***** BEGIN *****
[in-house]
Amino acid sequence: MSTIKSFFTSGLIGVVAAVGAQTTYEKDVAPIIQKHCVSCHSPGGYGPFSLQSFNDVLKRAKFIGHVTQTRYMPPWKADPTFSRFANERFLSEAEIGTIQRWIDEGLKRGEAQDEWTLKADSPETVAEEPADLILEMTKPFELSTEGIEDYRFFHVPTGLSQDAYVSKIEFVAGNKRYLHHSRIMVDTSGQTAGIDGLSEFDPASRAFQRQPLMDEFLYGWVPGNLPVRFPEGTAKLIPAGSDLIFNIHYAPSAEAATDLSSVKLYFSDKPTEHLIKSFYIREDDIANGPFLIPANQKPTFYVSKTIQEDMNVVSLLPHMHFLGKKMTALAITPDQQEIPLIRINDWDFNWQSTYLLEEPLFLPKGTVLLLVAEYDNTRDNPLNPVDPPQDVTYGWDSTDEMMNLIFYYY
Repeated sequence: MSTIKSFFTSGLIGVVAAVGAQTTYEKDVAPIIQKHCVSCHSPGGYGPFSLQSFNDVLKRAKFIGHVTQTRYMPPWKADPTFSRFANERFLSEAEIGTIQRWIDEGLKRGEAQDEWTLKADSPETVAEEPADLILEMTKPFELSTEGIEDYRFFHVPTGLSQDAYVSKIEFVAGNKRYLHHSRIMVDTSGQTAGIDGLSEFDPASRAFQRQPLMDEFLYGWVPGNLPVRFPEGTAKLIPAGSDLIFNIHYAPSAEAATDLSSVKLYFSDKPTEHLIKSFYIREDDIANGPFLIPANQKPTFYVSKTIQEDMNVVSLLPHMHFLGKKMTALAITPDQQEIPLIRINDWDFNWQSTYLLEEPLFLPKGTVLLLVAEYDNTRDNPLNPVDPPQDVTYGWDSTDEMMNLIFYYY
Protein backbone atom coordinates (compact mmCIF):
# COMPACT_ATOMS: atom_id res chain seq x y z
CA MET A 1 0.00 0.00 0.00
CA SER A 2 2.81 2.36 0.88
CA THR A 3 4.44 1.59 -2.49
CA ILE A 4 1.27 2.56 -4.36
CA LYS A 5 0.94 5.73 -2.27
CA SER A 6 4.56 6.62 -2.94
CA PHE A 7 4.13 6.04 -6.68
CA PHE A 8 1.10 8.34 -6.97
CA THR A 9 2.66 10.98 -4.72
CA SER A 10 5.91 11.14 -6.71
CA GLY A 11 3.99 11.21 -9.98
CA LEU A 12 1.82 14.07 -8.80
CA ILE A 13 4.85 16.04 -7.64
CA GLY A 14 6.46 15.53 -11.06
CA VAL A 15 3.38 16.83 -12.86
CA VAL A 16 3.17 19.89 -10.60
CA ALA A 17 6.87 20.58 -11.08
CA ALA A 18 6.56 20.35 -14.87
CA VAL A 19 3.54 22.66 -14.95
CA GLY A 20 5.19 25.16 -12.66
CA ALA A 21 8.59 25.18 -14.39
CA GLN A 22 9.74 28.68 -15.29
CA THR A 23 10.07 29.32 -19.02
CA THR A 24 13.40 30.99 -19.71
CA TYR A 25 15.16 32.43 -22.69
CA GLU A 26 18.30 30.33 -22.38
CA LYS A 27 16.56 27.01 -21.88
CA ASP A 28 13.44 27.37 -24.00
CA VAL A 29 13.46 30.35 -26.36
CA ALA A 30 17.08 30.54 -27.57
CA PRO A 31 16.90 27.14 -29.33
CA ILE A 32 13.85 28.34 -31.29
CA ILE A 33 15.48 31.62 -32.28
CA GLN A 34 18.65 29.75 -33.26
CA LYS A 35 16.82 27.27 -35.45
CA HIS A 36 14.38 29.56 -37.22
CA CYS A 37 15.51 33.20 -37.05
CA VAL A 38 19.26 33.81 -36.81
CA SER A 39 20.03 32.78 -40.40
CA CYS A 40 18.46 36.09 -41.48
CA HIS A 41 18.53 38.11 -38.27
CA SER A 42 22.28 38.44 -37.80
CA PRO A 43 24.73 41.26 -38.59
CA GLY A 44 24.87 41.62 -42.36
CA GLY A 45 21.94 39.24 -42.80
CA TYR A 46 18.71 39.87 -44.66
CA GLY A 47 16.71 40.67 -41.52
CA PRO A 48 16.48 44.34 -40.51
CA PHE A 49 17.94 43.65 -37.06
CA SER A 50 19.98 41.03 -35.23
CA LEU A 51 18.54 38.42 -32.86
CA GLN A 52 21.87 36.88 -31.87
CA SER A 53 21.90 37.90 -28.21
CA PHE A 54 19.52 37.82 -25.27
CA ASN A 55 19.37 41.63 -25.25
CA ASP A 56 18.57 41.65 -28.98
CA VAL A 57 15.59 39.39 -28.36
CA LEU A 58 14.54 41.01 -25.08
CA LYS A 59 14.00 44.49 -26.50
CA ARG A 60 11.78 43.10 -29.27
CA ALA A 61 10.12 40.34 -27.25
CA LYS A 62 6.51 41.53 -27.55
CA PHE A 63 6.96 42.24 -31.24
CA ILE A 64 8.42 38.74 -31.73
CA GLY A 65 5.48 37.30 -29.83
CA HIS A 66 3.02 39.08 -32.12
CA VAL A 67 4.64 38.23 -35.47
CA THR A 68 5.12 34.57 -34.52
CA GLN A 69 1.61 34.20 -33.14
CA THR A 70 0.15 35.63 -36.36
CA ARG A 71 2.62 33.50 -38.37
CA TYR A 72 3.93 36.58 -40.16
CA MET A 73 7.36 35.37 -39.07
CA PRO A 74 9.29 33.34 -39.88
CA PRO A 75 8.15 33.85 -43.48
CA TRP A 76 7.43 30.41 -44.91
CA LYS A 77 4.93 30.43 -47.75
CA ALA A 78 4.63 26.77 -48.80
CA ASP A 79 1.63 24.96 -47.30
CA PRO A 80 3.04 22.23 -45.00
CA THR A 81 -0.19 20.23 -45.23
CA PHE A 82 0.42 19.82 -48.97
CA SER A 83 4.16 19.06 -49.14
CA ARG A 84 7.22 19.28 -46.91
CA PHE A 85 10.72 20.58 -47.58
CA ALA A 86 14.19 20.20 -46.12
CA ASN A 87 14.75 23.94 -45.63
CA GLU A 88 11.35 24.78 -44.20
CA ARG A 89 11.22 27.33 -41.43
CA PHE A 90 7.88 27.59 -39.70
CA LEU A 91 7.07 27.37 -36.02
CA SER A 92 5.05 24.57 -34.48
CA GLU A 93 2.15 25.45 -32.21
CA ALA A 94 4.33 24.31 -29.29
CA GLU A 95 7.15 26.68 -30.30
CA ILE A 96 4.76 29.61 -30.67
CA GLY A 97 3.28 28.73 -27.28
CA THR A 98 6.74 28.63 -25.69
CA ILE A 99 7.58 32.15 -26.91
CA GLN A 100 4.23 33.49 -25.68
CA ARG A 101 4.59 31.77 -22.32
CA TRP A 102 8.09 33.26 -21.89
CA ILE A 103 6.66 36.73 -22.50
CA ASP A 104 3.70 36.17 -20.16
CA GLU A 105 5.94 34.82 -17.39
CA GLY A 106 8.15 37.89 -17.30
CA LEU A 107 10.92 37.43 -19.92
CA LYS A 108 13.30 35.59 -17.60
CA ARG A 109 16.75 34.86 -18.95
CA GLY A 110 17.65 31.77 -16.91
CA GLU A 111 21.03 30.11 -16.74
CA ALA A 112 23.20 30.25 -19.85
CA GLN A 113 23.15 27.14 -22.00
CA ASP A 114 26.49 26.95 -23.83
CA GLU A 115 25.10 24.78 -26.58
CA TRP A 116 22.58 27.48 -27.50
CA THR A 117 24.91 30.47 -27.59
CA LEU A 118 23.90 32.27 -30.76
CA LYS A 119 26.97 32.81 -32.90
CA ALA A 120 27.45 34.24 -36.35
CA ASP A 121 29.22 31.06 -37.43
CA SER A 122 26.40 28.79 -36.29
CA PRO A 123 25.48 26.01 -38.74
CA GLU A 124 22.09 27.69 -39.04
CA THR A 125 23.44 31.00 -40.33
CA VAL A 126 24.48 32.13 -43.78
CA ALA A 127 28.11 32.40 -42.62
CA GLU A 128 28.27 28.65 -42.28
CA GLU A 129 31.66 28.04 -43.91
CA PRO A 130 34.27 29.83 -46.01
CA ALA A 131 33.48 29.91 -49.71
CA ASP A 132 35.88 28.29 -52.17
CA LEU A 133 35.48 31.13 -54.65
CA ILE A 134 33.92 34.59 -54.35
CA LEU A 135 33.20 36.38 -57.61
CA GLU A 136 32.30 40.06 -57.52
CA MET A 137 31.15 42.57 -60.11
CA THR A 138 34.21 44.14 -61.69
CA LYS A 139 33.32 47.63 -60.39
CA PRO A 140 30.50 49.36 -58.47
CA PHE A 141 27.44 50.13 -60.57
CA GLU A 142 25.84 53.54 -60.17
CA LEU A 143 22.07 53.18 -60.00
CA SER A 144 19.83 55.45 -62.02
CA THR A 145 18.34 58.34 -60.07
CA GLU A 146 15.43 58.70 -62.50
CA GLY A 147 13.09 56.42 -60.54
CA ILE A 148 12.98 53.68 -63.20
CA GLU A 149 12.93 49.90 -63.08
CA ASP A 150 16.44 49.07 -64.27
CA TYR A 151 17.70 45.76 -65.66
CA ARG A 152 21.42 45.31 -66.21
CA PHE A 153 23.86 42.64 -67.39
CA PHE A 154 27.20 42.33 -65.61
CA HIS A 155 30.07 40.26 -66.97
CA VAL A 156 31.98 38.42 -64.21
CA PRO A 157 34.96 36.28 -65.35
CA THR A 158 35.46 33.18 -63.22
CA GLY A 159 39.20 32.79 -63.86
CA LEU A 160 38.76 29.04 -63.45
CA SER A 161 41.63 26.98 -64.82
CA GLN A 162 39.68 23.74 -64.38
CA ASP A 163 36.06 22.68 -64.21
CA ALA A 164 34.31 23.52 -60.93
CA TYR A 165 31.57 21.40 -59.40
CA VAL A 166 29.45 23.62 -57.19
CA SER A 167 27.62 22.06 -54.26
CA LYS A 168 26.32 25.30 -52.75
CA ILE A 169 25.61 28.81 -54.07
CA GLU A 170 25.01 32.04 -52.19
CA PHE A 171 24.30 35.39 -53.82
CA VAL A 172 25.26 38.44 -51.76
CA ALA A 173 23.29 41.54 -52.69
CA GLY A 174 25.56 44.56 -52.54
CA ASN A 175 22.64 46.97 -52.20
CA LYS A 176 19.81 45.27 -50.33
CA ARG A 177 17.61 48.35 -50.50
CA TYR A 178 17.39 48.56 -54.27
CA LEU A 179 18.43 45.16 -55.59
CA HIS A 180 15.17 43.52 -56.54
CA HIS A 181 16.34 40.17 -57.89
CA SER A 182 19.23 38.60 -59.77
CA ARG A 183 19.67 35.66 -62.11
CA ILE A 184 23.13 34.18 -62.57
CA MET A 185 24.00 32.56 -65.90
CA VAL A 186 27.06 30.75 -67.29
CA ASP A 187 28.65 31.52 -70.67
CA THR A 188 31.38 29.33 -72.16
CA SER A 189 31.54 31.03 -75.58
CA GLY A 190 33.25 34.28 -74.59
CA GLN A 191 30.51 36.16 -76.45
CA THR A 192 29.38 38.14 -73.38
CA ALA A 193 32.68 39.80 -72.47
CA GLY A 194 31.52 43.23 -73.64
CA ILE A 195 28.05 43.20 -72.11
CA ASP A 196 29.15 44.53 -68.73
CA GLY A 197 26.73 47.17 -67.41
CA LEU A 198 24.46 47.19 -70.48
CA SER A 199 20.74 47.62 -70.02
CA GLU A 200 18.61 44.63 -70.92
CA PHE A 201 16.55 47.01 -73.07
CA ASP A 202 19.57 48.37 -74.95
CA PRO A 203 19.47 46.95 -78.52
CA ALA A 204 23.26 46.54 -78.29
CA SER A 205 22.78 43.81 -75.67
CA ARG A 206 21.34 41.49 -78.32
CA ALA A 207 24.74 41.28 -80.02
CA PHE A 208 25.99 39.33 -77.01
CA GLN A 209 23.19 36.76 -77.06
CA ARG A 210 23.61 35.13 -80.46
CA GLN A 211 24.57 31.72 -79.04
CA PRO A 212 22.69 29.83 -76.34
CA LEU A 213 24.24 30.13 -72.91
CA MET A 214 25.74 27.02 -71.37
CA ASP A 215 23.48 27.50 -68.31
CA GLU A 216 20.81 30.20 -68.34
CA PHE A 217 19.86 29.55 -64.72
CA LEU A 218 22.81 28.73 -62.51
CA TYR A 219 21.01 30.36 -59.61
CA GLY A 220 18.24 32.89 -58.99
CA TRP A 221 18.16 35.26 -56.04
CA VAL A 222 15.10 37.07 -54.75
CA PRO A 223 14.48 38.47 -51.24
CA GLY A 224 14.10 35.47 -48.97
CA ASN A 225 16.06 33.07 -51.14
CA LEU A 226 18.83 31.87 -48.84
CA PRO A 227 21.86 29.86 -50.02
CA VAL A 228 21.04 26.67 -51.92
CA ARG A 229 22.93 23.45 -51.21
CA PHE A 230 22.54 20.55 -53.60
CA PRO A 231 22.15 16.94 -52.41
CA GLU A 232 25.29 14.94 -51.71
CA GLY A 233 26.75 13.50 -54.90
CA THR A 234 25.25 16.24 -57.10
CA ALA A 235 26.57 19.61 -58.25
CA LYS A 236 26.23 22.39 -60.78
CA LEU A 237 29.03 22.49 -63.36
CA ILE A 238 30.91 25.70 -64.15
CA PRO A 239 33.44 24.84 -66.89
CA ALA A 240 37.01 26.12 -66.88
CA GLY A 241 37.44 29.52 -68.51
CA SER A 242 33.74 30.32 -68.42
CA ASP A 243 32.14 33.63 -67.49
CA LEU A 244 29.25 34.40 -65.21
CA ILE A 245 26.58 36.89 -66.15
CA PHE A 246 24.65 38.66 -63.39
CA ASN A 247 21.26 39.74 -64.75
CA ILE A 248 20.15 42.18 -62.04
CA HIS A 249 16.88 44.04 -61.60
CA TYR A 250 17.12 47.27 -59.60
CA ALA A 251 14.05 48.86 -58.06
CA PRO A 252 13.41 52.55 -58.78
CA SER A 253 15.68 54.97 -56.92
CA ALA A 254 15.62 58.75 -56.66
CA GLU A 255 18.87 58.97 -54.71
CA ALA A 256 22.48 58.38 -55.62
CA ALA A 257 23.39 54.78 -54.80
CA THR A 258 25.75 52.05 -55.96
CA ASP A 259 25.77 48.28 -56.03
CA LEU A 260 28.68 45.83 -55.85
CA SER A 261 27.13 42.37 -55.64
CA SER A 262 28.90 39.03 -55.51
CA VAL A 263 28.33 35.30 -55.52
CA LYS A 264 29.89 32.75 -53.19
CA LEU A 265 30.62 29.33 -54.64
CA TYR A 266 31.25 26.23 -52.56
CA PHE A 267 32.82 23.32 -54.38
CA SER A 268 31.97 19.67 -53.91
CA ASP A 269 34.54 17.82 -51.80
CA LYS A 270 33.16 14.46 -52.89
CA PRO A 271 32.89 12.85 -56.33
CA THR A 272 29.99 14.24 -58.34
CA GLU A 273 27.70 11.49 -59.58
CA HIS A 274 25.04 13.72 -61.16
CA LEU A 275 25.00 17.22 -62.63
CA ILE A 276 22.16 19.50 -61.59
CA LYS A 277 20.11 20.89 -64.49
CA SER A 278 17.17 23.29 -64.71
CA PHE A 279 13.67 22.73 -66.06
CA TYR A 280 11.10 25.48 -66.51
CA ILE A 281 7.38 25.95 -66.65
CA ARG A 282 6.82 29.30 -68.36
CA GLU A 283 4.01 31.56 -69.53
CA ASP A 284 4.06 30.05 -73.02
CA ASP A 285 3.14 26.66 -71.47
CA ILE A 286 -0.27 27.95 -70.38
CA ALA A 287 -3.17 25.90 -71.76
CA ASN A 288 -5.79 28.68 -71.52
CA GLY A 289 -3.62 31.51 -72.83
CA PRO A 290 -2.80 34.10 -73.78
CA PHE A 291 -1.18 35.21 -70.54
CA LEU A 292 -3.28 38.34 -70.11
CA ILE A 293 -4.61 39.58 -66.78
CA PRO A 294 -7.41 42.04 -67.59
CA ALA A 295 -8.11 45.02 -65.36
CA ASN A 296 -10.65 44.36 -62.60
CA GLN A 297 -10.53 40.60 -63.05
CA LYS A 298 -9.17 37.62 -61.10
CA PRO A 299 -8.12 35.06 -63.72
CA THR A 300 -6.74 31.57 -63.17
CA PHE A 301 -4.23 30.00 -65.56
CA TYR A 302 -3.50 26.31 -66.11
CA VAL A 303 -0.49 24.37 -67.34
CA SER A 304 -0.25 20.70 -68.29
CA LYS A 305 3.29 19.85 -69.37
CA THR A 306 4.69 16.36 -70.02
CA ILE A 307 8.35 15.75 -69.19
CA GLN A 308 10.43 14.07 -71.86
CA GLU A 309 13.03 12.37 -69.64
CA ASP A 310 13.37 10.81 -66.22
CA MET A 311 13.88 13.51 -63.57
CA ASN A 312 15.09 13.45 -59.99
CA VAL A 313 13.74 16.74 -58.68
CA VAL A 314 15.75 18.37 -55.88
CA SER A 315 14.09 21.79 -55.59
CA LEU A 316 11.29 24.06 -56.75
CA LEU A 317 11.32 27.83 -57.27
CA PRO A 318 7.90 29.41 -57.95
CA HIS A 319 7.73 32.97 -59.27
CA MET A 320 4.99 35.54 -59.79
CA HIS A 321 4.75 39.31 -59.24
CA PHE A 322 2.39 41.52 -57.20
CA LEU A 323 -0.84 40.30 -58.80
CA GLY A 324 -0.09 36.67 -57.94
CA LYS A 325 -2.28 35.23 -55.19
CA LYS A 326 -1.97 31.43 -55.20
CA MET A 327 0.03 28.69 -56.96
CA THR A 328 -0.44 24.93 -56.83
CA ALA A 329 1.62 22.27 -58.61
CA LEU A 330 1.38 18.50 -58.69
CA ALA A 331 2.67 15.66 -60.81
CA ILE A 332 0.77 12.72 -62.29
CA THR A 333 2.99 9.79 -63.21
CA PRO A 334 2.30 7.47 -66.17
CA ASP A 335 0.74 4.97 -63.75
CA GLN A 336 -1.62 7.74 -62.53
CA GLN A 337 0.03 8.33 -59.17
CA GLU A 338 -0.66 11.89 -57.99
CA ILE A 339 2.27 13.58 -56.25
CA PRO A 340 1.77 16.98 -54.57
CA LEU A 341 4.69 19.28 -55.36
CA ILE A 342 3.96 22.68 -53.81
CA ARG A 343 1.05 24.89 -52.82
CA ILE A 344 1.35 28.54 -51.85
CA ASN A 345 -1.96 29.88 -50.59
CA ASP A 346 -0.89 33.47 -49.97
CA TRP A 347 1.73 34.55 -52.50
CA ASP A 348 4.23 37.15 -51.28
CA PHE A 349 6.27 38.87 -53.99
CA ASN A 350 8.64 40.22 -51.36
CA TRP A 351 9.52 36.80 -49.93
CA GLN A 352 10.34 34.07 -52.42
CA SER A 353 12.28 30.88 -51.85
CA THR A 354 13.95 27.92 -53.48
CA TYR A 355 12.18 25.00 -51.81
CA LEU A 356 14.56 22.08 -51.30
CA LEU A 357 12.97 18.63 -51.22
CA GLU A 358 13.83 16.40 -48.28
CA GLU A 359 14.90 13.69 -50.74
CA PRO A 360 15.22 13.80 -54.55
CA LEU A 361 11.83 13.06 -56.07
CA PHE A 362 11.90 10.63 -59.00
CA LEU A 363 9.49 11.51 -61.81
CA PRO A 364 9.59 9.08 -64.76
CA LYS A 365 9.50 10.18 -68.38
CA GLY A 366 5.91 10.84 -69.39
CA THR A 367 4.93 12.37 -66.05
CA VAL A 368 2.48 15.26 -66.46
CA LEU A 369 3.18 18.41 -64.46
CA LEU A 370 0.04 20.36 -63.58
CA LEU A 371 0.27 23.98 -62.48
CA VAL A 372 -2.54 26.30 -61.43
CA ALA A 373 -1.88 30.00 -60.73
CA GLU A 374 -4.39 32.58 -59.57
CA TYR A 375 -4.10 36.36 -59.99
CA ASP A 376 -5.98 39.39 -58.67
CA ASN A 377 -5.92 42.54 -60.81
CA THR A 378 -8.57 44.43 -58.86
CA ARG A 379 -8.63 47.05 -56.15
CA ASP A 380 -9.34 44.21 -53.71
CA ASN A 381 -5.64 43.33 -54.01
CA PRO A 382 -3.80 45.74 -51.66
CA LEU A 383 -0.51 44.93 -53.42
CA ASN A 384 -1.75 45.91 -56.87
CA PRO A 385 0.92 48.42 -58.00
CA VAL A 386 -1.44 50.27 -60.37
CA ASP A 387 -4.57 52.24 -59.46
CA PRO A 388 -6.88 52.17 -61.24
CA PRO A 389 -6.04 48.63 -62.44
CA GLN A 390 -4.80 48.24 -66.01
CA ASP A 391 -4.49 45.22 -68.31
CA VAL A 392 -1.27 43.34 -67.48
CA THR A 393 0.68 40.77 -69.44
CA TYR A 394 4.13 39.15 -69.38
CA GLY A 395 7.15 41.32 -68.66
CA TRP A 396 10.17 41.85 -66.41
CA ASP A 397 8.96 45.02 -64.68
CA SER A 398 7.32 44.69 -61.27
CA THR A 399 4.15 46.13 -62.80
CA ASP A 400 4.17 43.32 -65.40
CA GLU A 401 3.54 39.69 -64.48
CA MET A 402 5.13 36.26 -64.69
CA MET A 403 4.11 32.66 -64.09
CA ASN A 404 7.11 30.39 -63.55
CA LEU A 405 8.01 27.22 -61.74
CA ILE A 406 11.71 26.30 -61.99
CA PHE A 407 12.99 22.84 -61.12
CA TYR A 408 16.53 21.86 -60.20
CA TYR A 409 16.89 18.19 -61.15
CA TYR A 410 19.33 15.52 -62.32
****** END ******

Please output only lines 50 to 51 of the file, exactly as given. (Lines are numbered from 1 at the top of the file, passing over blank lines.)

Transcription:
CA GLY A 45 21.94 39.24 -42.80
CA TYR A 46 18.71 39.87 -44.66